Children’s Ombudsman’s report on CAMHS is concerning for Wicklow families with nowhere to turn to for help

Jennifer Whitmore Purple

Wicklow TD Jennifer Whitmore has raised concerns following the publication of a report from the Ombudsman for Children. This report  paints a worrying picture of mental health services for children and teenagers in Ireland, according to Social Democrats TD.

Deputy Whitmore, who is the party’s spokesperson on Children, said:

“More than 2,100 children aged between 12 and 17 participated in the mental health survey. Access to Child and Adolescent Mental Health Services (CAMHS) was identified as a major issue – something I am hearing all the time from parents all around Co. Wicklow. I have spoken to families whose children are experiencing high anxiety regarding school, returning to social activities post Covid, and many of whom are struggling due to online communications via social media.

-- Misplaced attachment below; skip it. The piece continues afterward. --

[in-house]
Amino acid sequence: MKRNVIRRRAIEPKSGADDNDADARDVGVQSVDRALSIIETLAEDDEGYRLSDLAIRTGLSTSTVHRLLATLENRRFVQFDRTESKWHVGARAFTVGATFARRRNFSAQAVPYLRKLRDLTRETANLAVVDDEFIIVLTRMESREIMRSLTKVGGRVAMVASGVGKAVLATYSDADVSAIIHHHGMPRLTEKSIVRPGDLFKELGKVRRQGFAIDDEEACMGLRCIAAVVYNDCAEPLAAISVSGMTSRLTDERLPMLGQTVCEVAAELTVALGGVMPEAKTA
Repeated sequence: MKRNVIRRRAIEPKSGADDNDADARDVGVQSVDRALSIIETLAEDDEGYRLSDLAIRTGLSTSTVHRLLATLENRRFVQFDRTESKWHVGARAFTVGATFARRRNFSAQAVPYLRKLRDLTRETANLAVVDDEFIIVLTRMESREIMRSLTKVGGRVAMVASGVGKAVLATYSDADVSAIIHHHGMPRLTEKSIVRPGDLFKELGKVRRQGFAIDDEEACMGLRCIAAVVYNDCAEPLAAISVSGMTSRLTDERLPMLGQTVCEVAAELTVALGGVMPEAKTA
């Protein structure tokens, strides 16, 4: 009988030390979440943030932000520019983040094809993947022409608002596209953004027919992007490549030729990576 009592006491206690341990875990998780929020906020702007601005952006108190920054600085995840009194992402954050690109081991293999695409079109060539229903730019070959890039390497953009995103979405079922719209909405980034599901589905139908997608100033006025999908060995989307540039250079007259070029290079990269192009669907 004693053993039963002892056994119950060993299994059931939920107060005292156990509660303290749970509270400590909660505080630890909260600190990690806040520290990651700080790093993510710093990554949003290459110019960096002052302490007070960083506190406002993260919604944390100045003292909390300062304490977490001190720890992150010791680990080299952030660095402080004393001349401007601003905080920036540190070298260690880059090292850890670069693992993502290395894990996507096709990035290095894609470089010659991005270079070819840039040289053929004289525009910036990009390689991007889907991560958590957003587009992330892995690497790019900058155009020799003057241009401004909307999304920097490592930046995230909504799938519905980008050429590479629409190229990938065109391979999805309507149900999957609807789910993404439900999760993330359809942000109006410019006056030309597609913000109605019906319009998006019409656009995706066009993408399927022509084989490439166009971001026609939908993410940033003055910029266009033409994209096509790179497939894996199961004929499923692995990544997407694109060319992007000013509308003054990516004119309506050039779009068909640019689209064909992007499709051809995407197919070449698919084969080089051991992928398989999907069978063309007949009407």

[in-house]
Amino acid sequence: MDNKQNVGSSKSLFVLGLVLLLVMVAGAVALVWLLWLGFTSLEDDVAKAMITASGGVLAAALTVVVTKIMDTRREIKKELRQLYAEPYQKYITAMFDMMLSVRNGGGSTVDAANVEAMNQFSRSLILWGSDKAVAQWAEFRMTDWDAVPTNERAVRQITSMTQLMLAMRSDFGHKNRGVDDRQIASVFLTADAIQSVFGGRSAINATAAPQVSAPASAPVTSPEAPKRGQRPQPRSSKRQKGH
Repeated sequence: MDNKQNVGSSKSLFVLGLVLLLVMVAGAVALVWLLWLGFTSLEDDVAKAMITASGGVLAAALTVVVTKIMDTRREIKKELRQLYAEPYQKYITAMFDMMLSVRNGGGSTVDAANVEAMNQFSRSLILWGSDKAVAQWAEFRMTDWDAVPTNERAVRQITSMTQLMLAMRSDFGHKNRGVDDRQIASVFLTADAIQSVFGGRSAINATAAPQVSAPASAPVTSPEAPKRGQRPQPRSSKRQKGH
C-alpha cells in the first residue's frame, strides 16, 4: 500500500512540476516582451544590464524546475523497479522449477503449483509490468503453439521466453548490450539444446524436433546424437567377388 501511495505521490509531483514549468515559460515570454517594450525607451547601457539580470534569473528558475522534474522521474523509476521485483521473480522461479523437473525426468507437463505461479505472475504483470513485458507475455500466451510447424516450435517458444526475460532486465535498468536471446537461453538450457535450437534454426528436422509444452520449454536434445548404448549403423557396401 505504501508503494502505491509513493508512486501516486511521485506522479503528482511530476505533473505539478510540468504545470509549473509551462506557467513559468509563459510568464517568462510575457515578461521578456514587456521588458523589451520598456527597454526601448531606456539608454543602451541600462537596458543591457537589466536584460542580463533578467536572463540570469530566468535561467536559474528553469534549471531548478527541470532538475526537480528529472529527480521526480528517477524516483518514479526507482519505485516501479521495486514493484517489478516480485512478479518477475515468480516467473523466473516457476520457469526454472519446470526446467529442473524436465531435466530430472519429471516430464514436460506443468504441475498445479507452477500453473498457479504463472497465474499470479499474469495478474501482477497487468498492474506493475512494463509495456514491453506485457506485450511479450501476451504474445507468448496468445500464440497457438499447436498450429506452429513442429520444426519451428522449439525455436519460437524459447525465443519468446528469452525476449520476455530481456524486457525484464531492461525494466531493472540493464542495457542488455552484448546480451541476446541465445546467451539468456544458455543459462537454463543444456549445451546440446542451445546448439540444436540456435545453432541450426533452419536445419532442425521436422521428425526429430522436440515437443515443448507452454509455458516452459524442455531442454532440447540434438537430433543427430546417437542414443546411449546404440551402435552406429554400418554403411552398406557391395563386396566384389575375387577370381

“The survey found that six in ten children had difficulty accessing CAMHS, which is completely unacceptable. Here in Wicklow I have been contacted by families who feel there is simply nowhere for them to turn. The struggle for many Wicklow families to get registered with GPs is also contributing as people can’t get refereals to mental health services their children badly need.

“Its equally concerning that almost half of those who attended services did not feel it had helped with their mental health issues. More than a quarter of the children felt CAMHS staff had been dismissive of them, while only 11 per cent believed they had been listened to.

“There are now almost 12,000 children waiting for primary care psychology services, of which 4,270 have been waiting for over a year. This report also raises serious questions about the standard and quality of care that young people and children receive when they finally access mental health services.

“The Minister for Health and HSE must urgently respond to the survey’s findings and immediately outline how they will address the needs of children and adolescents who struggle with their mental health across Wicklow, and the whole country.”

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